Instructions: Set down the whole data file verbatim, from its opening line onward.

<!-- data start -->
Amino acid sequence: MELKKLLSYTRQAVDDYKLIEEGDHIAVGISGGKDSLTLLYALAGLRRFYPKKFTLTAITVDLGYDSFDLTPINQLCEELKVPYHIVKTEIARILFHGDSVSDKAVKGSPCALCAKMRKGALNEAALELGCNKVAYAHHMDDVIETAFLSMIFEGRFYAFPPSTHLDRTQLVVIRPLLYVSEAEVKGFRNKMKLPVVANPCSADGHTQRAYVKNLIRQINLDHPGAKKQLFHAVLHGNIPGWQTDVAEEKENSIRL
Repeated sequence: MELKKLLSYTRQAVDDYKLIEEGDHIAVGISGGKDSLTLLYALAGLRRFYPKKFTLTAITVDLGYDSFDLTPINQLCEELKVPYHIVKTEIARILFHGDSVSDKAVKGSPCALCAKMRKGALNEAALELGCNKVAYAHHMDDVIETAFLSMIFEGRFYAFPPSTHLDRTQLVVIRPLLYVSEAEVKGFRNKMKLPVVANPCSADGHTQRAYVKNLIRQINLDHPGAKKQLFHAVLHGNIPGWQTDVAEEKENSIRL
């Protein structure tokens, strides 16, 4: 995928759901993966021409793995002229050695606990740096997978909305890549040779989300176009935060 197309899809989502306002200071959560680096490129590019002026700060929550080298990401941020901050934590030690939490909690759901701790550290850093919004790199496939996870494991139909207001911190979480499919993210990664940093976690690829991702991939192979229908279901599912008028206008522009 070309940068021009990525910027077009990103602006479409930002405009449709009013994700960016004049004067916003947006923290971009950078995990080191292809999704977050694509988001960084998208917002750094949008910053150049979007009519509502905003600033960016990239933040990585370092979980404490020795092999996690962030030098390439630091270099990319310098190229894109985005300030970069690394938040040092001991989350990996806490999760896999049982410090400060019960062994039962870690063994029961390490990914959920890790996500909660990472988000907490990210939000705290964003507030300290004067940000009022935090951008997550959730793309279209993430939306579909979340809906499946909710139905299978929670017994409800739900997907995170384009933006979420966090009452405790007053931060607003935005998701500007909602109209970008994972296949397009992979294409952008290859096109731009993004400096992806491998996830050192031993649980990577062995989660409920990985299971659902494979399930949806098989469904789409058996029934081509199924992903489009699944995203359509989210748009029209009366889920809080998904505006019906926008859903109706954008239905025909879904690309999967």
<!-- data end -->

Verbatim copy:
Amino acid sequence: MELKKLLSYTRQAVDDYKLIEEGDHIAVGISGGKDSLTLLYALAGLRRFYPKKFTLTAITVDLGYDSFDLTPINQLCEELKVPYHIVKTEIARILFHGDSVSDKAVKGSPCALCAKMRKGALNEAALELGCNKVAYAHHMDDVIETAFLSMIFEGRFYAFPPSTHLDRTQLVVIRPLLYVSEAEVKGFRNKMKLPVVANPCSADGHTQRAYVKNLIRQINLDHPGAKKQLFHAVLHGNIPGWQTDVAEEKENSIRL
Repeated sequence: MELKKLLSYTRQAVDDYKLIEEGDHIAVGISGGKDSLTLLYALAGLRRFYPKKFTLTAITVDLGYDSFDLTPINQLCEELKVPYHIVKTEIARILFHGDSVSDKAVKGSPCALCAKMRKGALNEAALELGCNKVAYAHHMDDVIETAFLSMIFEGRFYAFPPSTHLDRTQLVVIRPLLYVSEAEVKGFRNKMKLPVVANPCSADGHTQRAYVKNLIRQINLDHPGAKKQLFHAVLHGNIPGWQTDVAEEKENSIRL
């Protein structure tokens, strides 16, 4: 995928759901993966021409793995002229050695606990740096997978909305890549040779989300176009935060 197309899809989502306002200071959560680096490129590019002026700060929550080298990401941020901050934590030690939490909690759901701790550290850093919004790199496939996870494991139909207001911190979480499919993210990664940093976690690829991702991939192979229908279901599912008028206008522009 070309940068021009990525910027077009990103602006479409930002405009449709009013994700960016004049004067916003947006923290971009950078995990080191292809999704977050694509988001960084998208917002750094949008910053150049979007009519509502905003600033960016990239933040990585370092979980404490020795092999996690962030030098390439630091270099990319310098190229894109985005300030970069690394938040040092001991989350990996806490999760896999049982410090400060019960062994039962870690063994029961390490990914959920890790996500909660990472988000907490990210939000705290964003507030300290004067940000009022935090951008997550959730793309279209993430939306579909979340809906499946909710139905299978929670017994409800739900997907995170384009933006979420966090009452405790007053931060607003935005998701500007909602109209970008994972296949397009992979294409952008290859096109731009993004400096992806491998996830050192031993649980990577062995989660409920990985299971659902494979399930949806098989469904789409058996029934081509199924992903489009699944995203359509989210748009029209009366889920809080998904505006019906926008859903109706954008239905025909879904690309999967």